The inspiration behind choreographer Cheronne Wong's powerful new multimedia piece was a National Public Radio program on shortwave numbers...
The inspiration behind choreographer Cheronne Wong’s powerful new multimedia piece was a National Public Radio program on shortwave numbers stations — stations that broadcast messages consisting of nothing but numbers.
Signals from a world of covert government operatives? Communications between drug cartels? Cautious salutations from extraterrestrials?
No one knows.
But there’s definitely some code to be broken out there on the airwaves. And code-breaking, code-bending and code-transfiguration are what “sub-Rosa” is all about.
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Wong has four fine dancers, a crackerjack video-lighting-music team and her own fine sense of pattern and invention to make “sub-Rosa” hang together. In just under an hour she pulls you into a world where a random noise or change in light can cast the onstage action in a stark dramatic light or send it in an unexpected direction.
John D. Pai’s videography sets the tone as the show opens — on the domed ceiling of Langston Hughes Performing Arts Center. Up there, trees ripple, clouds transform, water plays and sands shift, all flecked with flashing numerals, which then crop up on the stage itself, where a seemingly solid surface becomes a foaming froth of dry ice.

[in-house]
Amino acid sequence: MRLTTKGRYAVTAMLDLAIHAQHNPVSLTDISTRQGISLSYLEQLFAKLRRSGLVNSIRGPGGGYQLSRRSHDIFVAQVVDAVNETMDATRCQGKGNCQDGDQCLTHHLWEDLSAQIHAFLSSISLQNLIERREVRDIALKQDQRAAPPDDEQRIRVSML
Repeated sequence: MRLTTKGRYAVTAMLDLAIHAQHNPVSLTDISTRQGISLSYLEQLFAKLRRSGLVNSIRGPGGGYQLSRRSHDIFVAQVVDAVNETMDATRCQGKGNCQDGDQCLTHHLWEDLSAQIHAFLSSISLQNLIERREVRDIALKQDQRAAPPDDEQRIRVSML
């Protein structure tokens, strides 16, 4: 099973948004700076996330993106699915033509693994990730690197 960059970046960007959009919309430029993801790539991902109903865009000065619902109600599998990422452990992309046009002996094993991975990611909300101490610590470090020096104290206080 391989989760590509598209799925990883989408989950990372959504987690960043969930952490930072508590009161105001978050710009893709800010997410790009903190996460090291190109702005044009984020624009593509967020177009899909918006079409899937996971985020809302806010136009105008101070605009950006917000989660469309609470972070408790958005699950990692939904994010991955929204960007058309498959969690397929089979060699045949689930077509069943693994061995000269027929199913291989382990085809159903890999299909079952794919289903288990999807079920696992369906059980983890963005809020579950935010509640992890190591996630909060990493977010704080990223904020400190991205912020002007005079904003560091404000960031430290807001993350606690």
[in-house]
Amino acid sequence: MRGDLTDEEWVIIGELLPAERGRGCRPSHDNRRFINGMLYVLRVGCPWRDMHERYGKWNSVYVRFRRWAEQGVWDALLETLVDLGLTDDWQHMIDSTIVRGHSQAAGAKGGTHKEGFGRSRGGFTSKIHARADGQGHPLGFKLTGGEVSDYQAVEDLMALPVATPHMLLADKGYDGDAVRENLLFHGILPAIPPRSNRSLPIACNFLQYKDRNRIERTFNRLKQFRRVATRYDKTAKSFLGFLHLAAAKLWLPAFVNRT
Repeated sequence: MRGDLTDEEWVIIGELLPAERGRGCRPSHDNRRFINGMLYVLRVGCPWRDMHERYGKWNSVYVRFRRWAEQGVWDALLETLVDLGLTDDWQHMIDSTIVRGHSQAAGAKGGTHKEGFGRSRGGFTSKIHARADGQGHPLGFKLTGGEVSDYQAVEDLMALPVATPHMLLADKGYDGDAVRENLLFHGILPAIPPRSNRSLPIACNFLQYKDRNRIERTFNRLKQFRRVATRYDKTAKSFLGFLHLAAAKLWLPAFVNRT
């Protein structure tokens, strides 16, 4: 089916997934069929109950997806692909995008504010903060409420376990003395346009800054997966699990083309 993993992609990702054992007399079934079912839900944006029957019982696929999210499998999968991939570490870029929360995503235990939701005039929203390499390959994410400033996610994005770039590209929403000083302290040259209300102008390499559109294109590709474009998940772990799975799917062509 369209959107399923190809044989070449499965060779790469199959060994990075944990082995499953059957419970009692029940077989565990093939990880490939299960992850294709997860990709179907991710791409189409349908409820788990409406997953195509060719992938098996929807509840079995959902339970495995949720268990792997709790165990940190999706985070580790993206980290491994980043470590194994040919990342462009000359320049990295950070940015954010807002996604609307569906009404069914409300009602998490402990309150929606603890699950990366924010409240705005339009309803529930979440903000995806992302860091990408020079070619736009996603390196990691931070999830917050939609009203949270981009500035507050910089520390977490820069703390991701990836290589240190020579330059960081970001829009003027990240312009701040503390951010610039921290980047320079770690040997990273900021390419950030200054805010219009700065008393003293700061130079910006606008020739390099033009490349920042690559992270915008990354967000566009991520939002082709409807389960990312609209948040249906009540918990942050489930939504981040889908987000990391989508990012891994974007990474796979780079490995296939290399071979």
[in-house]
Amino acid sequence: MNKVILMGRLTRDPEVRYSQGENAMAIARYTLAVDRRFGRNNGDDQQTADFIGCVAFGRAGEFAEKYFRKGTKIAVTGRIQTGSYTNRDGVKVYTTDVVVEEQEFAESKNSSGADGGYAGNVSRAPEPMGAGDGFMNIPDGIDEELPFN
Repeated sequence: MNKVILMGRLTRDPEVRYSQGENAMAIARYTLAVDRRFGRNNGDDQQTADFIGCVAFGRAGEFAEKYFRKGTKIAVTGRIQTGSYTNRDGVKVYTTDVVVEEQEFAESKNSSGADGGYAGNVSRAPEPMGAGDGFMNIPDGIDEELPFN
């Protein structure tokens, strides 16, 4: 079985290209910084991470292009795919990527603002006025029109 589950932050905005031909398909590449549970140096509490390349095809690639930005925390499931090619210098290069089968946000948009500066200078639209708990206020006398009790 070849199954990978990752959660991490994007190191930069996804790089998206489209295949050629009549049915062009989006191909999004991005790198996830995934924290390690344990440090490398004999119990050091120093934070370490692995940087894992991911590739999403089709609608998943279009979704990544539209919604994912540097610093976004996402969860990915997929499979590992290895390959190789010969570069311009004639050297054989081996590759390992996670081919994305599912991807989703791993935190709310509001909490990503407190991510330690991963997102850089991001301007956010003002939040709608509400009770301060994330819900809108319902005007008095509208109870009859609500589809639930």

Into this liquid world steps a regal figure in a pale robe with a red sash (Naho Shioya), taking slow, kabuki-like steps. She isn’t alone for long, but she might as well be; the dancers who soon join her (Christina Guillette, Danny Herter, Kade Stotler) exist in an entirely different dimension from hers, even if they’re similarly garbed.
They scuttle, roll, tumble, grimace or strike spotlit poses, paying only glancing attention to Shioya as they provide a busy body-landscape for her to glide through. Their robotic walks, fleeting partnering and odd disco flourishes seem a language Shioya stands no chance of understanding. In the show’s second half, the visual contrast between Shioya and her fellow performers becomes even more severe. The question, then, is how the quartet of dancers will align into unison. Wong handles the transition beautifully.
She pulls off a neat trick, too (helped by costume designer K.D. Schill and lighting designer Melinda M. Short) as broad red sashes become narrow red racing stripes on black unitards, which in turn become a hard red slash of light on the floor that shifts into dry-ice uncertainty. Composer Amy Denio matches Wong’s stage invention with a score that’s an environment unto itself, peppering ambient airplane-roar with electro-distorted vocals and the odd spare melody (including one fetching, melancholy clarinet solo).
Wong has mustered a disciplined troupe on all fronts to create a world of disorienting shadow-play, nervous double-takes and cryptic messages so enticingly delivered, you wouldn’t really want them to be decoded.
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